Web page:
They make me excited to travel to places and see things and people, go shopping, try new foods, visit museums, and maybe even go clubbing (even though I’ve never set foot in a nightclub in my life and wouldn’t know the first thing about how to behave once inside). But the thing that I love most about Lonely Planet travel guides is that they make me feel that places like Paris, which I’ve thought of as some sort of fairy-tale dreamland since I was a little girl, aren’t actually super far away or unattainable at all. Only one six-hour flight over the Atlantic and I’m there. In PARIS. I’ve done longer car rides than that, and to much less glamorous places, like Pennsylvania! So what’s stopping me?!
Well, money, of course. Sure, it’s only about a six-hour flight, but it’s not a FREE flight. Nor will the hotel be free, or my meals, and then there’s the little problem where I don’t speak French. And also the problem where I’m afraid that French people will quickly catch on that I don’t speak French, and will probably mock me loudly in public.
My point is though, even if I never actually book a flight to any of these places, Lonely Planet brings these places to me, through their fun photos and their intimate knowledge of local dive restaurants with the best tapas, and family-friendly attractions, bus schedules, and fold-out maps. For like $20, I can travel to any city in the world, right from my couch. It’s magic, what their writers are capable of. (No, this is not a sponsored post.)
Recently though, I stumbled across something off-putting while I was flipping through one of my beloved Lonely Planet guides. Their Discover London 2019 travel guide has a section in the Survival Guide portion titled “Women Travellers” in which it says, “Female visitors to London are unlikely to have many problems, provided they take the usual big-city precautions.”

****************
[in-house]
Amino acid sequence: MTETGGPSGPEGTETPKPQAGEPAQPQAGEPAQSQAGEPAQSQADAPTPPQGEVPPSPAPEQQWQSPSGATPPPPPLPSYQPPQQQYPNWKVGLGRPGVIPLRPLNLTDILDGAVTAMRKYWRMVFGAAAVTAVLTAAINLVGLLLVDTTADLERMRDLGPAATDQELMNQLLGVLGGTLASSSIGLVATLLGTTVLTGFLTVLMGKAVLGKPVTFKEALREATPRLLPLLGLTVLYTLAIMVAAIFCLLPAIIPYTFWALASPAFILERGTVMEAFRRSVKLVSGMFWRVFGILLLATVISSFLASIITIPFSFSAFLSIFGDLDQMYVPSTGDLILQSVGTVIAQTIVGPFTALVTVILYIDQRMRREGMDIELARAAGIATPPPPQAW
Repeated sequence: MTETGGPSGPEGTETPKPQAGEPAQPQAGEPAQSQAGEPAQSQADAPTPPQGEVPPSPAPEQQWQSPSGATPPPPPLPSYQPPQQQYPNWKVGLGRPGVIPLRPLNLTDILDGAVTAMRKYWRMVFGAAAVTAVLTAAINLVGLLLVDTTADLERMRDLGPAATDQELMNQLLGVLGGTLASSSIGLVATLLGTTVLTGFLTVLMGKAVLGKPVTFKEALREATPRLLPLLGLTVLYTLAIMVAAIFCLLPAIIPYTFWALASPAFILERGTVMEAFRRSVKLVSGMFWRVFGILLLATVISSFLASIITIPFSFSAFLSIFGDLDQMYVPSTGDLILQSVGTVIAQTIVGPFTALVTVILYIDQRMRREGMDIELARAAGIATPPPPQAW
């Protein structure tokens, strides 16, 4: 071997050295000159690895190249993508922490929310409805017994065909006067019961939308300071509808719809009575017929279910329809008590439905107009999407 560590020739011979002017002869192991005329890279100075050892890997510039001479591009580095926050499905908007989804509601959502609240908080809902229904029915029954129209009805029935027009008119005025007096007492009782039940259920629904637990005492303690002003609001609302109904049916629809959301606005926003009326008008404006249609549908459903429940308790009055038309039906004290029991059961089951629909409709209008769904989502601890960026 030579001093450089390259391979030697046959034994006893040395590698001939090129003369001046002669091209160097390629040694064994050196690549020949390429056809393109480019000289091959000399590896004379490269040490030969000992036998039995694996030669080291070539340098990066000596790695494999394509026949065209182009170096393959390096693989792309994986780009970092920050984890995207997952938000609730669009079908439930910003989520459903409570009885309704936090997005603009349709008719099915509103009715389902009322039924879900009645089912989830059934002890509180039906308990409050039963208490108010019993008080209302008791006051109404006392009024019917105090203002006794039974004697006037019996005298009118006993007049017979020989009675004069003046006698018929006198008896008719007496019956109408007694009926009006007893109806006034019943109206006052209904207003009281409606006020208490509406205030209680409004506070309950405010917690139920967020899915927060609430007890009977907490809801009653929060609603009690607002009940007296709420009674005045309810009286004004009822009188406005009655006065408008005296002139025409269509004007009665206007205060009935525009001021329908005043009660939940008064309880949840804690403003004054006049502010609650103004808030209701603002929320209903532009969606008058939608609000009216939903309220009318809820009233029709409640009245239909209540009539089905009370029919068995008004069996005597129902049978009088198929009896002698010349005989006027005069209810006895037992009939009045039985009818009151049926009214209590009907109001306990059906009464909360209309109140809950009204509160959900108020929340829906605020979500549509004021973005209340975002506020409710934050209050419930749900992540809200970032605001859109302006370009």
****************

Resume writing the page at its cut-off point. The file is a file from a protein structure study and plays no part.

This gave me pause. Without reading the next two sentences of the section, I knew immediately what Lonely Planet meant. Don’t go out at night alone, don’t talk to men that you don’t know, don’t leave your drinks unattended, probably carry mace or a small folding knife if it’s legal.
And that is about the long and the short of what the next sentence said: “Don’t get into an Underground carriage with no one else in it or just one or two men. And if you feel unsafe, you should take a taxi or a licensed minicab.”
You guys, this tiny little three sentence section at the back of an otherwise enchanting guide to London totally snapped me out of the magical moment and brought me back to reality with a rude bounce.
I guess what I’m getting at is that this secret society of womanhood that I’ve been initiated into depresses me. It’s like when Harry Potter accidentally speaks Parseltongue in the Chamber of Secrets. I feel like I somehow know a whole other language without realizing it. “Take the usual big-city precautions,” means “Don’t go out in public and you probably won’t get sexually assaulted,” “Aunt Flo is here for her monthly visit,” means “My period is here, and I either need you to give me a tampon, or I’m justifying my terrible behavior with the ultimate trump card so SHUT UP AND GIVE ME CHOCOLATE OR HEADS WILL ROLL,” and “She’s getting her MRS degree,” means “She went to college to find a husband and has no intent of completing a real program of study.”
There are a whole bunch of other coded sentences that I can’t think of right now, but I feel like that’s the point. It’s all subconsciously embedded into our brains until it gets triggered by these coded phrases that cause us to share knowing looks with one another and purse our lips and be reminded that we’re women. But it’s reached the point where I’m sharing these knowing looks with my BOOKS. Inanimate objects. Inanimate objects that were published in 2018. Why haven’t we progressed past this crap yet as a species? Will we never?
I dunno. For once, I would like to read something—anything– without being put on edge about my gender. And something tells me that I’m not alone in that feeling. I think it’s the huge secret society of women who occupy this lonely planet, our shared anger, fear, and sadness hidden in plain sight.